September 1, 1997

4 Min Read
Sale and Valuation Terms Defined

Sale and Valuation Terms Defined

By Michael McCune

After attending many conferences and having fielded questionsfrom literally hundreds of buyers and sellers of self-storage allover the United States, we have begun to realize that there is areal communication problem in how specific terms are definedregarding the sale and valuation of self-storage facilities. Withthis in mind, we decided to clarify a few specific terms that areused most often.

Net Income

All income, which includes rentals, sales, interest, latefees and truck rentals, if applicable, minus all expenses, whichincludes all operating expenses, depreciation and interest.

This is an "official" accounting term that is usedby CPAs and the IRS, but not much by the rest of us when tryingto understand the business operations.

Net Operating Income (NOI)

Actual income minus all operating expenses for facility(but not debt service, depreciation or interest.)

Ideally, this number tells us how well the property is doingjust from operations--not from financing or from accountingrequirements. This is the first number a potential buyer willlook at when he reviews the financial statements. One hundredpercent of the time, a potential buyer will mentally adjust thisnumber to reflect his interpretation of the validity for some ofthe expenses shown on the statement. For example, sellers mightnot pay themselves a salary or off-site management fee, as theymanage the property themselves. The potential buyer could be anabsentee investor, and need to hire not only a manager to run theproperty, but also pay a third-party management company to workthe books of his whole portfolio. He will adjust the NOI toreflect this added expense to his analysis of the property.

Cash Flow

Actual income minus operating expenses and debt sevice.

This term is best described as the "cigar box"number. This is the amount you would have left in the cigar boxif all the cash income went in it and all of the expenses werepaid in cash out of the box. I think this is the most importantnumber to our spouses and kids because it represents"spendable" income before your income taxes are paid.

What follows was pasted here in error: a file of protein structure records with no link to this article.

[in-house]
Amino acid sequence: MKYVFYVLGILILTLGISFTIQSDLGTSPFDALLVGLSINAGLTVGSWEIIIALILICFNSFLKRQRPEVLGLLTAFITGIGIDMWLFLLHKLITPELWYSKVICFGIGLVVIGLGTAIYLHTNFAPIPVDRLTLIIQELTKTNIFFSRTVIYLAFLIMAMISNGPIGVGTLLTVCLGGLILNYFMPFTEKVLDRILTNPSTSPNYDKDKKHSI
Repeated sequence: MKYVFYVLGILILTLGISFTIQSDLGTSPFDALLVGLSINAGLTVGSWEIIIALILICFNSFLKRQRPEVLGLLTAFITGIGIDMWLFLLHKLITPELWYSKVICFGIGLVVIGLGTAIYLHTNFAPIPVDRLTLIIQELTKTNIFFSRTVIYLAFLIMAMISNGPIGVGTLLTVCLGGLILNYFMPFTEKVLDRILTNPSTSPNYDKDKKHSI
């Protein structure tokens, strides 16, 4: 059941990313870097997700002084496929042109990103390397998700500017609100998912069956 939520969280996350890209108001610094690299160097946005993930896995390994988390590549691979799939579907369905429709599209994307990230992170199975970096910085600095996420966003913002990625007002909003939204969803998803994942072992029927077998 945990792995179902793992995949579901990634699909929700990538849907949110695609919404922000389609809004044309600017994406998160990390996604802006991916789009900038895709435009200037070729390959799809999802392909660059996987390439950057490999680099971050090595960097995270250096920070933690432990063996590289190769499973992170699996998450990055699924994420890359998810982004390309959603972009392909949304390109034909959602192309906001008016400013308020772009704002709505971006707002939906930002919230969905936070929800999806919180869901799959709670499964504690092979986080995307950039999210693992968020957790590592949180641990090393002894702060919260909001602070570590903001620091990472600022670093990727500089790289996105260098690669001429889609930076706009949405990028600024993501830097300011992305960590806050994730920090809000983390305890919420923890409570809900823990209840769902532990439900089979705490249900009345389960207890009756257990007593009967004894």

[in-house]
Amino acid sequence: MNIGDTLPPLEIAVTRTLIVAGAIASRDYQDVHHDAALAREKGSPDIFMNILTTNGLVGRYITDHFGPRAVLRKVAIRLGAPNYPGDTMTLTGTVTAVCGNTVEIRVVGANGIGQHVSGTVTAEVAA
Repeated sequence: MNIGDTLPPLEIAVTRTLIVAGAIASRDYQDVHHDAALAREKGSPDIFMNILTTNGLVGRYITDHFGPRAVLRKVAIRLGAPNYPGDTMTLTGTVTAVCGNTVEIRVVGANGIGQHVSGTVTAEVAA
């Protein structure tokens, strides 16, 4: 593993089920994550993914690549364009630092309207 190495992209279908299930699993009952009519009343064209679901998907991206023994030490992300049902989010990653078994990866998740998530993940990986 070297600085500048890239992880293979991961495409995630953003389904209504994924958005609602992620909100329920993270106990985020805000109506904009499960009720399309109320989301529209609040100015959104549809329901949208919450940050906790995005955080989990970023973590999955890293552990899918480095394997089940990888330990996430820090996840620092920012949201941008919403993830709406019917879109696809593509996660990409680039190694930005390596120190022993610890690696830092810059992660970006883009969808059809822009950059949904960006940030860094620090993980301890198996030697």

Capitalization Rate (Cap Rate)

A cap rate is the result of converting an income streaminto a single capital value or an estimate of present worth(value). The capitalization rate is derived from consideration ofmarketability, liquidity preference, time preference and risksassociated with uncertainty of the future.

Everybody uses it--what is it? Some people would say thatreal-estate brokers use the term to just look smart. And whileanything along those lines would be helpful, the term is meant tobe a short-cut to discuss and analyze relative value in themarketplace for competing investments. The term "caprate" encompasses the potential return to the buyer on aperfect property that includes factors such as risk, marketcycle, level of maintenance, location, etc.

Let's assume that a brand-new, fully leased property with allthe bells and whistles in the best area of town required a 10percent return to the investor to induce him to buy the property.The cap rate would be 10--not 10 percent, just 10.

Another property of lesser quality and not exactly in the bestlocation is also for sale. Would the buyer be willing to earnonly a 10 percent rate on this property when he could buy theclass A property for the same rate? Of course not. He would wanta higher return because of the risk and quality of the property.After a careful analysis of competition and the market, the buyerdecides that he should earn 11.5 percent on the older property tocompensate for the differences between the new, class A propertyand the older property. That would mean that the valuation wouldbe based on say an 11.5 cap. The seller of the class B propertywould need to be willing to accept the buyer's analysis and livewith a lower price per foot and sales price.

The term is obviously very subjective, and the exactinterpretation may depend on whether you are a buyer or seller.But it is a convenient way of lumping a lot of intangibles intoone number. Currently, cap rates for self-storage facilitiesaround the country range from 9.5 to 12, with most falling intothe 10 to 11 range.


What your property is really worth for financing or a sale.

Appraisers will tell you that market value is determined bycomparing three approaches to value: cost to replace or rebuild,market comparable sales, and the capitalized value of the incomestream from the property. Oddly enough they are right, but formost buyers and sellers, more reliance is put on the capitalizedvalue of the income stream. To obtain an estimate of value youcan take the NOI and divide by a cap rate in the 11 range,assuming there are no extraordinary items related to theproperty. Of course, there are many other factors that contributeto the ultimate value and thus, checking the indicated value of aproperty with a professional broker or appraiser should helpdetermine the final value.

Mike McCune is president of Argus Self Storage SalesNetwork, a nationwide network of brokers specializing inself-storage properties. Based in Denver, Mr. McCune may bereached at (800) 557-8673.

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